Therefore, once A k is obtained, the amplitude of the steering force F can be calculated using Eq. (4).

Direction of steering force (α k )

The direction angle of steering force (α k ) is defined as clockwise rotation angle from high side to the direction of steering force in the bottomhole plane. The steering force could be broken up into build force and walk force, as shown Fig. 5.
Fig. 5

steering force distribution in bottomhole plane

The “+” indicates increase in “build force” or “walk force,” and the “−” indicates decrease in “build force” or “walk force.” Build rate and walk rate are also determined by steering force and the direction angle of steering force α k .

With the current point (A) and expected point (C) shown in Fig. 4, the expected build rate (∆α) and the walk rate (∆β) can be obtained using
$$ \Delta \alpha = 30 \times \frac{{\alpha_{\text{c}} - \alpha_{\text{A}} }}{{\Delta D_{m} }}, $$
(5)
$$ \Delta \beta = 30 \times \frac{{\beta_{c} - \beta_{A} }}{{\Delta D_{m} }}, $$
(6)
where Δα is the expected build rate, βA is the azimuthal angle of point “A,” βc is the azimuthal angle of point “A,” βo is the average azimuthal angle, and Δβ is the expected walk rate.
The relations between dogleg γ and α K , Δα and Δβ (Lapeyrouse et al. 2002) are shown in Fig. 6.
Fig. 6

Diagram for calculating dogleg

Figure 6 shows graphic relationship between α K Δβ, α0, and Δα. According to the changes in the inclination and azimuth, α K can be divided into following nine cases:
$$ _{\text{k}} = \left( {\begin{array}{*{20}c} {\begin{array}{*{20}c} {0,\left( {\Delta \alpha > 0\text{,}\Delta \beta = 0} \right), \left( 1 \right)} \\ {\begin{array}{*{20}c} {\arctan \left( {\frac{\Delta \beta \times \sin \alpha 0}{\Delta \alpha }} \right),\left( {\Delta \alpha > 0\text{,}\Delta \beta > 0} \right), \left( 2 \right)} \\ {90, \left( {\Delta \alpha = 0\text{,}\Delta \beta > 0} \right), \left( 3 \right)} \\ {\arctan \left( {\frac{\Delta \beta \times \sin \alpha 0}{\Delta \alpha }} \right) + 180,\left( {\Delta \alpha < 0,\Delta \beta > 0} \right),\left( 4 \right)} \\ \end{array} } \\ {180,\left( {\Delta \alpha < 0\text{,}\Delta \beta = 0} \right),\left( 5 \right)} \\ {\arctan \left( {\frac{\Delta \beta \times \sin \alpha 0}{\Delta \alpha }} \right) + 180,\left( {\Delta \alpha < 0\text{,}\Delta \beta < 0} \right),\left( 6 \right)} \\ \end{array} } \\ {270,\left( {\Delta \alpha = 0\text{,}\Delta \beta < 0} \right), \left( 7 \right)} \\ {\arctan \left( {\frac{\Delta \beta \times \sin \alpha 0}{\Delta \alpha }} \right) + 360,\left( {\Delta \alpha < 0\text{,}\Delta \beta < 0} \right), \left( 8 \right)} \\ {None,\left( 9 \right)} \\ \end{array} } \right) $$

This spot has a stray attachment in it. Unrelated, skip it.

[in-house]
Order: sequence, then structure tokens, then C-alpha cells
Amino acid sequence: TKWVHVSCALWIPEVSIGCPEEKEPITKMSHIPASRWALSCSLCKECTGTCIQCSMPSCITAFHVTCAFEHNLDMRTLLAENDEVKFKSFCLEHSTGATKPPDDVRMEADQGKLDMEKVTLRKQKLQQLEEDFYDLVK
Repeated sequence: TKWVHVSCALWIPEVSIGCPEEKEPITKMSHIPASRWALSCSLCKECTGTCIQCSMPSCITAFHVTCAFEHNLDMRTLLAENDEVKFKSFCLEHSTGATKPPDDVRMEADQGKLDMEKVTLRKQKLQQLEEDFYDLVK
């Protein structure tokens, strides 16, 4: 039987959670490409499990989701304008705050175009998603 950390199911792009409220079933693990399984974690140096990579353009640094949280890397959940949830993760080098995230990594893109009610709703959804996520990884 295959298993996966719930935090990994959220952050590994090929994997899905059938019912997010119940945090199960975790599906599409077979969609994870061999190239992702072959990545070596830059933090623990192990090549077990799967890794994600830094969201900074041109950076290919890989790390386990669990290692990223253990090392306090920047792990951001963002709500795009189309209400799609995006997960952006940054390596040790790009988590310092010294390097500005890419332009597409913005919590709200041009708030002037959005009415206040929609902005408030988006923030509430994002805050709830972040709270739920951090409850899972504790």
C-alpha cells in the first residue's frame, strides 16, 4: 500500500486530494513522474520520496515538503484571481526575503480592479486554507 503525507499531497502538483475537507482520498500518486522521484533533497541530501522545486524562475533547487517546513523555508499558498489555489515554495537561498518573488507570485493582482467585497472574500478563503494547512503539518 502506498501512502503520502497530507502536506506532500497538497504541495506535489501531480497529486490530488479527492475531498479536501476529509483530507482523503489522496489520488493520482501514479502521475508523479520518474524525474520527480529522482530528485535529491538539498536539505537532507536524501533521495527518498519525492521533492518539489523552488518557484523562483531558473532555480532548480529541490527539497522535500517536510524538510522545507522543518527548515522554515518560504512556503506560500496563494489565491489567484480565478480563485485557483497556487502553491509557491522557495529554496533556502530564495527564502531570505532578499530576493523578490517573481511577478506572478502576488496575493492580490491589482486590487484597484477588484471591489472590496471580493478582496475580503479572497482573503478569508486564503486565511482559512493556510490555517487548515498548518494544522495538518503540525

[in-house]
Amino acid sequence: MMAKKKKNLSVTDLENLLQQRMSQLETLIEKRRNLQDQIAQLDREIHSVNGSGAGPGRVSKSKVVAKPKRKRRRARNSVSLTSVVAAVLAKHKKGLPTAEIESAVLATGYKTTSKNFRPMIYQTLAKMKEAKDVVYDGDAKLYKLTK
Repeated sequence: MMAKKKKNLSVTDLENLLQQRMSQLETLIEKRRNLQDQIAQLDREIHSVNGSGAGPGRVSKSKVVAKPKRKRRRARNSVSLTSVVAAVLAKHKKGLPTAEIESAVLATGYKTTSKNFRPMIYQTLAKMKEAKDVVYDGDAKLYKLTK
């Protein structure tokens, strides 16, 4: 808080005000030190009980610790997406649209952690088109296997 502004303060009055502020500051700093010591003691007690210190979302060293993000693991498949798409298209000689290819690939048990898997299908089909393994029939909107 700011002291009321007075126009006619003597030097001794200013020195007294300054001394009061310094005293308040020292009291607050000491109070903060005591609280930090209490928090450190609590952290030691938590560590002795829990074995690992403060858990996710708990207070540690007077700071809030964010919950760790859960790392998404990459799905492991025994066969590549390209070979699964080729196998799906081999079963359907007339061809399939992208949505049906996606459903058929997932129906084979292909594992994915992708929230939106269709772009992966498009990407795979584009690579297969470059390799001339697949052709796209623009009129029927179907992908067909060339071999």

(7)
  1. 1.